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Wii Sports Review

Developer: Nintendo Publisher: Nintendo
Release Date: November 19, 2006 Also On: None

Wii Sports made its inaugural debut at E3 2006 when Nintendo President Satoru Iwata, legendary developer Shigeru Miyamoto and PR rock star Reggie took to the stage to play a friendly game of tennis on their new Wii home console. Nintendo had said at the Tokyo Game Show in 2005 what the Wii’s remote control could do, leaving it to gamers’ imaginations to understand what kinds of games they would be playing this holiday season. With this demo at E3, Nintendo showed to the world the fun of playing tennis in the warmth of your living room using body gestures.

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If you’re completely unfamiliar with Nintendo’s new home console, the Wii is a system that uses a controller that looks like a television remote to act like a wand and control action on-screen. In other words, Nintendo is employing motion sensing technology with the help of a bar that you place at the top of your television to detect the movement of the Wii’s controller (the Wiimote). Using this technology in Wii Sports, Nintendo can simulate the swinging of a bat, tennis racket and golf club. You can also throw a bowling ball and throw your fists in boxing.

Wii Sports is filled with gameplay options to choose from. You have five different sports that you can play: Baseball, Bowling, Boxing, Golf and Tennis. Each of these can be played in single player mode, where you earn skill level points, or multi-player, where you can have fun with friends. Boxing and Baseball are the only two player games. The other three can all be played with up to four different friends, and only tennis requires four Wiimotes. There is also a Training mode, where you can hone your skills to a specific area. The Fitness Test tells you your “Wii Fitness Age” and is recorded and tracked using charts for future progress.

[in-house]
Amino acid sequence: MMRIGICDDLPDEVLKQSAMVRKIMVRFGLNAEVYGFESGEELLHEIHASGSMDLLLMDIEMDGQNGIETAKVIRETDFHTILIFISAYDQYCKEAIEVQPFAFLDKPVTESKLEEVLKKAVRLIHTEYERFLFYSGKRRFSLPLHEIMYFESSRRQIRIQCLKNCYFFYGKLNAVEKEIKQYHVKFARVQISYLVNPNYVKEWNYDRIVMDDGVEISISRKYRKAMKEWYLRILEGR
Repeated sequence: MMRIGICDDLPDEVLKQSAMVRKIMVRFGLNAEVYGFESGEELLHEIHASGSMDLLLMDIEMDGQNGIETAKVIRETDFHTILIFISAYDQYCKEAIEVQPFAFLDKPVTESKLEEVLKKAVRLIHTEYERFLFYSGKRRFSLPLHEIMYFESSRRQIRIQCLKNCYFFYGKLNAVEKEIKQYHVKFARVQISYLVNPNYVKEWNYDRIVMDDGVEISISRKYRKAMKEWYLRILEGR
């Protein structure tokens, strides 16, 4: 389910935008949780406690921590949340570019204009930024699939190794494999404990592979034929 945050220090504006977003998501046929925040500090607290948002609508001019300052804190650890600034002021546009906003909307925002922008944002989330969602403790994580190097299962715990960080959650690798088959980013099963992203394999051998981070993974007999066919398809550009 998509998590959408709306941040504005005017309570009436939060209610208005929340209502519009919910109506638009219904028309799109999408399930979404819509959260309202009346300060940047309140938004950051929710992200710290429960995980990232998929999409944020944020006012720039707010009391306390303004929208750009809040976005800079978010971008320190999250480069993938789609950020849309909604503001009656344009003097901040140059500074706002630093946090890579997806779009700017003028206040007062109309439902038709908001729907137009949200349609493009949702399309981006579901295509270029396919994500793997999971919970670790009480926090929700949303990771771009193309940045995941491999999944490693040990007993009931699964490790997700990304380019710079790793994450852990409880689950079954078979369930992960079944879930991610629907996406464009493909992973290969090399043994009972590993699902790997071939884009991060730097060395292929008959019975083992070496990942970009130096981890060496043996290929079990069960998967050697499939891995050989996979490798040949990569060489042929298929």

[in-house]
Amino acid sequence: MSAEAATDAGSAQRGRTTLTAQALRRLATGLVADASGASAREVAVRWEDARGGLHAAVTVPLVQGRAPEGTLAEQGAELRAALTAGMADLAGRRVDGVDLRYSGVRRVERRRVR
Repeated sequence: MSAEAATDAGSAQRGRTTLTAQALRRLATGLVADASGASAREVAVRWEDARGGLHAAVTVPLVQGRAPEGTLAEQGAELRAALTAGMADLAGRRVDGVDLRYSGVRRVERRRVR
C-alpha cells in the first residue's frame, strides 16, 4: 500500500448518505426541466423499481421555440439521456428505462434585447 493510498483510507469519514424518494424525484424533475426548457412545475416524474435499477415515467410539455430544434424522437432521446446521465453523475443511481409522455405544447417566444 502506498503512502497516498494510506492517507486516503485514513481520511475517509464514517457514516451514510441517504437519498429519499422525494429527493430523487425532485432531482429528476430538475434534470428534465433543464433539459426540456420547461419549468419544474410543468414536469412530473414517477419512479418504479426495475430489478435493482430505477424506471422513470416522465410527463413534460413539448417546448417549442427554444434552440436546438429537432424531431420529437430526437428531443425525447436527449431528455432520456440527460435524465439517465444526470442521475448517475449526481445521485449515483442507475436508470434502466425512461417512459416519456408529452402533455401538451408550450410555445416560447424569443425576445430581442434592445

Let’s start with Wii Tennis. If you’ve ever played a tennis game like Mario Tennis in the past, you’re probably going to be a little surprised by this new, simpler version of the sport. Yes, you do serve, you can spin the ball and you can control the direction of the ball with your hand motion, but you can not control the direction of the player. I am not aware of any tennis game on the market that does the running for you. Oddly enough, it works great. Tennis has always been a cat and mouse game, less about running and all about where you place the ball. All of that strategy gets retained, except the difference is this is pick-up-and-play for anyone that knows how to wave their hand.

Next is Wii Boxing. I didn’t know what to expect here. The last time I played a boxing game from Nintendo was PunchOut! on the NES. I was surprised when I found that the game plays relatively well, though does have somewhat shoddy detection. It’s undeniable to say that playing with friends in a game of Wii Boxing is fun, swinging your fists at the television screen, Wiimote in hand. You can weave left and right to dodge, defend yourself by putting your fists near your face and punch by thrusting your arm forward. High punches will go to the face, low punches will go to the torso. A health bar runs low as you keep getting hit and when it runs out, you have ten seconds to recover. At the least from Wii Boxing, I gathered that EA better make a Fight Night Wii.